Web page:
Summary List Placement
A court has awarded collective action status to an unpaid wages suit against public relations technology giant Cision.
Three former sales representatives sued Cision in January, as first reported by Bloomberg, alleging the company didn’t compensate them for overtime.
According to a May order from US District Court, New York’s Southern District, the former employees alleged they often had to work more than 40 hours per week to meet their goals. One of them alleged they had to “send a certain number of emails or make a certain number of calls each day” and that their hours weren’t properly recorded by Cision.
The order read that since the lawsuit was originally filed, the plaintiffs have received 22 “declarations of support” from sales reps in Cision’s New York, Chicago, and Beltsville, Maryland offices.
The May order allows the plaintiffs to tell Cision sales representatives who held 17 specific job titles including account executive and senior sales representative that they can join the lawsuit.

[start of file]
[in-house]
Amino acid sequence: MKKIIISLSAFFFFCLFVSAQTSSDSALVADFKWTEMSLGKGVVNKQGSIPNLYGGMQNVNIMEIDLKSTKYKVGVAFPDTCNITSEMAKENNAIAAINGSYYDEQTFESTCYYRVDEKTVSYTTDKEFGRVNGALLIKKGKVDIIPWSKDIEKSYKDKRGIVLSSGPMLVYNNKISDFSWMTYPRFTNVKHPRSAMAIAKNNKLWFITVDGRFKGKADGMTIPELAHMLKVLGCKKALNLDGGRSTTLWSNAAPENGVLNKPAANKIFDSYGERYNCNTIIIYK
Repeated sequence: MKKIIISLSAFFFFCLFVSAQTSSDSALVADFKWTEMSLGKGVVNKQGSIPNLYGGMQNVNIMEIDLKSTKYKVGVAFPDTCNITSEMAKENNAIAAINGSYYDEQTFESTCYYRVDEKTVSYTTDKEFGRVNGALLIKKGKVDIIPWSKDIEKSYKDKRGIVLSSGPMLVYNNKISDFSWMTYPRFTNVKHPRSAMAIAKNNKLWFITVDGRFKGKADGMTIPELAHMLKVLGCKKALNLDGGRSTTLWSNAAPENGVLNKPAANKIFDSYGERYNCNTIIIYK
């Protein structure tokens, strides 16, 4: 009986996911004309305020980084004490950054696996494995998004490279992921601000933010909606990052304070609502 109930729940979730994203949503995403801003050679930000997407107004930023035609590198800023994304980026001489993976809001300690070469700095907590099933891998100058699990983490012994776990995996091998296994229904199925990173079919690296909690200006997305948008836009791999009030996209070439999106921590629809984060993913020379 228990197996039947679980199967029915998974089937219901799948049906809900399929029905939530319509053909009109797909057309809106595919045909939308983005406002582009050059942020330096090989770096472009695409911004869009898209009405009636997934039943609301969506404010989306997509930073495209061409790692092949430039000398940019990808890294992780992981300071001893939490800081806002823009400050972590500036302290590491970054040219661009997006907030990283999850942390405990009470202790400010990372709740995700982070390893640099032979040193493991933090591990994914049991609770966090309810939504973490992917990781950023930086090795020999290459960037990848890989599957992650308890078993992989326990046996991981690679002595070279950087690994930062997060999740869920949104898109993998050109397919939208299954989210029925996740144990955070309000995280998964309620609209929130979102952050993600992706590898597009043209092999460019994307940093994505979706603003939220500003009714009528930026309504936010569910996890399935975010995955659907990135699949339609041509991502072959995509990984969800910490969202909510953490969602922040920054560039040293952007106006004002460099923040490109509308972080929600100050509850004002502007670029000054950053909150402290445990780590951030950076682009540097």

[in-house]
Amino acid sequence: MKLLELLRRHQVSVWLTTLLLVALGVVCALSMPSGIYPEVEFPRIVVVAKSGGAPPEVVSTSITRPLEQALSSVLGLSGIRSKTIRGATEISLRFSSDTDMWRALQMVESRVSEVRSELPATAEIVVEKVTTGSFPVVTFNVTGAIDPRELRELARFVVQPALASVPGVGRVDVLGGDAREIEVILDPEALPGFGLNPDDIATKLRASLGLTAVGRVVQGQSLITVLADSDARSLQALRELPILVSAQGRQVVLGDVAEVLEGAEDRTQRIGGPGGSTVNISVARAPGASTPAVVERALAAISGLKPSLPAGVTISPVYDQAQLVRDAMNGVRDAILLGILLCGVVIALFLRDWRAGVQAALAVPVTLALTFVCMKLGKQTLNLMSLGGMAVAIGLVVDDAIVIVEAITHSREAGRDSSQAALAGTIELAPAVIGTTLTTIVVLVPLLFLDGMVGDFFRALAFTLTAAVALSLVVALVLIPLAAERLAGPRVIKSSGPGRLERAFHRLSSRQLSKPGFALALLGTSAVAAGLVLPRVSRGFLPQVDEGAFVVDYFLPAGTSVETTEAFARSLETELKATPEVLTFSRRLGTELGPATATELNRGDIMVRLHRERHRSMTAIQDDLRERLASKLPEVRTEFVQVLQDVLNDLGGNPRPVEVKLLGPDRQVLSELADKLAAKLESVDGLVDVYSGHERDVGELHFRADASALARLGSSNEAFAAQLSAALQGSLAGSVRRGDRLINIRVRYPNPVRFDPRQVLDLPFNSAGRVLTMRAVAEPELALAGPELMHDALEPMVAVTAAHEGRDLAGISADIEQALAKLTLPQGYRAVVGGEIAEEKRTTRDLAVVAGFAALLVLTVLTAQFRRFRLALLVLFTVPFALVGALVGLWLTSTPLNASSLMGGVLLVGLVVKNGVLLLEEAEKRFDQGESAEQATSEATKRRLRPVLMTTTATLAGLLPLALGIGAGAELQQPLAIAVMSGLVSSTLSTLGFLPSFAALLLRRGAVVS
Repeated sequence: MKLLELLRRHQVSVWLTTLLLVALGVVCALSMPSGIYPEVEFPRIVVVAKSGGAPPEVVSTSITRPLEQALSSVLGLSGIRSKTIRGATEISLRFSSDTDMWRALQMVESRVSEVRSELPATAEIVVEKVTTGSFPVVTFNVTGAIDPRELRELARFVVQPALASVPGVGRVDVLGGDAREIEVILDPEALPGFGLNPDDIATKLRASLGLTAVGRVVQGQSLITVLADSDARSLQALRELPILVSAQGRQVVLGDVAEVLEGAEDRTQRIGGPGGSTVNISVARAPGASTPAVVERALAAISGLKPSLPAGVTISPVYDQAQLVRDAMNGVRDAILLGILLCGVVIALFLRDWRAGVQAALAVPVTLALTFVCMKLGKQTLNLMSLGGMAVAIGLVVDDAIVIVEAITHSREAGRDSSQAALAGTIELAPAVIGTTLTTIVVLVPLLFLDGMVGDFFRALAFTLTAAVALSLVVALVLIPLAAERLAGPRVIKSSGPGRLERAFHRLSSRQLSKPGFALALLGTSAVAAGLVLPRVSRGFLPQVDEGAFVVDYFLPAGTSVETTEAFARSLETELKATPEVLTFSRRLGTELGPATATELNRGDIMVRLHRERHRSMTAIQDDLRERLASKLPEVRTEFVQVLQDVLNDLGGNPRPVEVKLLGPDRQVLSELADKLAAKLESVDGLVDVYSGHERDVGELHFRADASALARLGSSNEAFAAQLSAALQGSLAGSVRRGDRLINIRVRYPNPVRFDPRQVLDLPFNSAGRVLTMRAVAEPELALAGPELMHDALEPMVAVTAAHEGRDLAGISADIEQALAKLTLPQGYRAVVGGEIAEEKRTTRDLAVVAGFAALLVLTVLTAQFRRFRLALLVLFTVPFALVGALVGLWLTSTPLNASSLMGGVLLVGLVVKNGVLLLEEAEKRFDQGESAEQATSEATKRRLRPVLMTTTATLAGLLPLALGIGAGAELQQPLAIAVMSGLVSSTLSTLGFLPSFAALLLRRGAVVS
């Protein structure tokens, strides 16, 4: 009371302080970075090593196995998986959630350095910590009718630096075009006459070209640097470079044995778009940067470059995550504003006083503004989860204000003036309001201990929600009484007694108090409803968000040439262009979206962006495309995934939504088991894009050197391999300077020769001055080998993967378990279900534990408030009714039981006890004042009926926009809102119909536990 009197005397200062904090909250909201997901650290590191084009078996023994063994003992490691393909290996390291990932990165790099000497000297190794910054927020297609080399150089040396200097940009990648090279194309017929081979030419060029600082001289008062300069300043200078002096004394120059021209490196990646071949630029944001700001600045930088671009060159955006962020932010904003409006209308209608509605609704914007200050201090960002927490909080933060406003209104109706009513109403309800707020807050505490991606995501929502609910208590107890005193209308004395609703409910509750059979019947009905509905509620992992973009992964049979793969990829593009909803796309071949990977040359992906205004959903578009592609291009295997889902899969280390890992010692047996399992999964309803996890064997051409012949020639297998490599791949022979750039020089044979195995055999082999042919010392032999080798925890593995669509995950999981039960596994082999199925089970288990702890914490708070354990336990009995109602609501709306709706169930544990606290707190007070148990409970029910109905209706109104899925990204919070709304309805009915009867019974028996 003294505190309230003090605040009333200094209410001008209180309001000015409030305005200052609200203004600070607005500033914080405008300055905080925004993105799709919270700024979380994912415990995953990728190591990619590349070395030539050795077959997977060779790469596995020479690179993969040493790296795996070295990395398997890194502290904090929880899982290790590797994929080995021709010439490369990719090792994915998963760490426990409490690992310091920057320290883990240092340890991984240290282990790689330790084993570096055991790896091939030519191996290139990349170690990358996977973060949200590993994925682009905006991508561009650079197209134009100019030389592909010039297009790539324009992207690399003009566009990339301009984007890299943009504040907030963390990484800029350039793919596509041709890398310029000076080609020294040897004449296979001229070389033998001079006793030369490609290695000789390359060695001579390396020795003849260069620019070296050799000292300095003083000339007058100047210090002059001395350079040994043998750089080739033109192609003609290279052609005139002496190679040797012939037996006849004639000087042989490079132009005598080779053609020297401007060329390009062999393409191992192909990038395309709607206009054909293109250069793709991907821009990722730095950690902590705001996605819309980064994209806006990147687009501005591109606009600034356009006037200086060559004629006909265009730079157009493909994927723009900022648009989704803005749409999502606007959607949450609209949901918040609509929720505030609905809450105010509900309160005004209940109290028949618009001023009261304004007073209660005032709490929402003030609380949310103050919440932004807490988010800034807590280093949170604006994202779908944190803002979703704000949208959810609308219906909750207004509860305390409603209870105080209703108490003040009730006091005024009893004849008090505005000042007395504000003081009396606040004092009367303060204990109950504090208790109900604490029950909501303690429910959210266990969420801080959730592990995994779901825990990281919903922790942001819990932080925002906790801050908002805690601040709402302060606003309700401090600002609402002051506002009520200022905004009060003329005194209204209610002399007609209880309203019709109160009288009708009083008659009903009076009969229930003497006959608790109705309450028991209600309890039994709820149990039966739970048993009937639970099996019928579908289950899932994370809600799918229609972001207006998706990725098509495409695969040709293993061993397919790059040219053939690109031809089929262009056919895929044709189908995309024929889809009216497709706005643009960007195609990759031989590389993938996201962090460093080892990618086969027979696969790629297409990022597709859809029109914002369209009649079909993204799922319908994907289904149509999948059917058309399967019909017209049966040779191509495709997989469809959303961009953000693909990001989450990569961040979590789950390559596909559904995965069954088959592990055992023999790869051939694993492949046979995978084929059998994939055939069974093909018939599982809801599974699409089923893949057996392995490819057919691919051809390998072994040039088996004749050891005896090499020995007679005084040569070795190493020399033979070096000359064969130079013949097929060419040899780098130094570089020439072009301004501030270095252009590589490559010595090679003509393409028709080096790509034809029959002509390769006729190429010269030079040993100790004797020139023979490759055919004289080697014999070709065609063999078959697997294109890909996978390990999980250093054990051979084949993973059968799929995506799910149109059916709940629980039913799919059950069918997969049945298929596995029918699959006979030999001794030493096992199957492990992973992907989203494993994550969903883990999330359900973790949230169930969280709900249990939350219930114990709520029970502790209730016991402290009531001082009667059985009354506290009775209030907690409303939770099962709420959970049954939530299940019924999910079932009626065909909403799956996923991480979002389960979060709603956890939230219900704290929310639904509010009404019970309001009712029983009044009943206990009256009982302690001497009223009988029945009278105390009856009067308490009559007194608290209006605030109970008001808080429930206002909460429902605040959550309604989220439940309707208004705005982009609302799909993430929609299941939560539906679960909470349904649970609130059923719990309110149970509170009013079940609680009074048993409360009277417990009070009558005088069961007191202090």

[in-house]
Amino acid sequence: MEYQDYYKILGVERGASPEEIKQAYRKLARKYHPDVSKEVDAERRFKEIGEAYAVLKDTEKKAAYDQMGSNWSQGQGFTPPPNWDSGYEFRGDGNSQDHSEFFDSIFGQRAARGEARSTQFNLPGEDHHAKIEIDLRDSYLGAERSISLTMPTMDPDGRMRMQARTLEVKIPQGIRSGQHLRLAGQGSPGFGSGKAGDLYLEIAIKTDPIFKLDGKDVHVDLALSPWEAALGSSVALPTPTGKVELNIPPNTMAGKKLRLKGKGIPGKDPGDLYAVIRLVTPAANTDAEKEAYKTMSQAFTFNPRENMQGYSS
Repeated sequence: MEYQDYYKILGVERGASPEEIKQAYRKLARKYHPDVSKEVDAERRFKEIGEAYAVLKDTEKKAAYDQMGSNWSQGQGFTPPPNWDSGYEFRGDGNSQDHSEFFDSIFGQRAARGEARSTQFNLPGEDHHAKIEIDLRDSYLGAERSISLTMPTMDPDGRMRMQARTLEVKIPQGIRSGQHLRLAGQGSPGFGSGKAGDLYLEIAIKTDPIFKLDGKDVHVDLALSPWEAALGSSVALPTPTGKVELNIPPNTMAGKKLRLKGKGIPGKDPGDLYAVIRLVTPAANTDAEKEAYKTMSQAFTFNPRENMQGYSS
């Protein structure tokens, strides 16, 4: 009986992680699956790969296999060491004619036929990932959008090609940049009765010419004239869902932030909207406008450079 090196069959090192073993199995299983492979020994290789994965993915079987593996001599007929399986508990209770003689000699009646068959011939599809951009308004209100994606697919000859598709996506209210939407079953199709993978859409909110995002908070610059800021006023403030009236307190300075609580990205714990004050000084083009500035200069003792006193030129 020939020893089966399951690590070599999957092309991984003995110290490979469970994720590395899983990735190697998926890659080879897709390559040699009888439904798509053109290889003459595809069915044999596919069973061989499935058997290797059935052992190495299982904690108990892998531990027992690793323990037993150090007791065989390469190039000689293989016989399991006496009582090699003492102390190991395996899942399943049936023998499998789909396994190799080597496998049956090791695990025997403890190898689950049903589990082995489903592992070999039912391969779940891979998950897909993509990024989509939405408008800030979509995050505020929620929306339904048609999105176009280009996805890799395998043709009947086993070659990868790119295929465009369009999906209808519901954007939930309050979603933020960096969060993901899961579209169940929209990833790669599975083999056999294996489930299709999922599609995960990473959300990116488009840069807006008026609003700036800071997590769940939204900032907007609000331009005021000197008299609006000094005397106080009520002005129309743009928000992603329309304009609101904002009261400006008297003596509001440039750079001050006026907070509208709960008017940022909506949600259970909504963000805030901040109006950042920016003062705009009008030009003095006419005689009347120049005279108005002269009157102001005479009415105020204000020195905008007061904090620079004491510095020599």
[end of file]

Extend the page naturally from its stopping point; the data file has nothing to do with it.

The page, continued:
Outten & Golden LLP, which represents the three former sales reps, earlier this month reached a $14 million settlement with Cision rival Meltwater in a similar case involving unpaid overtime.
“We are pleased that the Court granted our motion to send salespeople nationwide notice of this lawsuit,” said Melissa Stewart, a partner at Outten & Golden. “We’ve been fighting for years for the rights of salespeople who work long hours without getting paid properly, and we hope that this decision will put employers on notice that they should pay salespeople fairly in the industry.”
Cision didn’t respond to emailed requests for comment.
Cision is the world’s largest PR software provider and employs thousands of sales representatives in the U.S.
According to the court order, Cision used testimony from employees including an HR exec to dispute allegations that it didn’t track hours and didn’t let employees know they were eligible for overtime.
Cision also presented testimony from a sales manager and another sales employee who said that they told sales representatives they had to record their hours and that they were eligible for overtime compensation, according to the court order.
NOW WATCH: Why electric planes haven’t taken off yet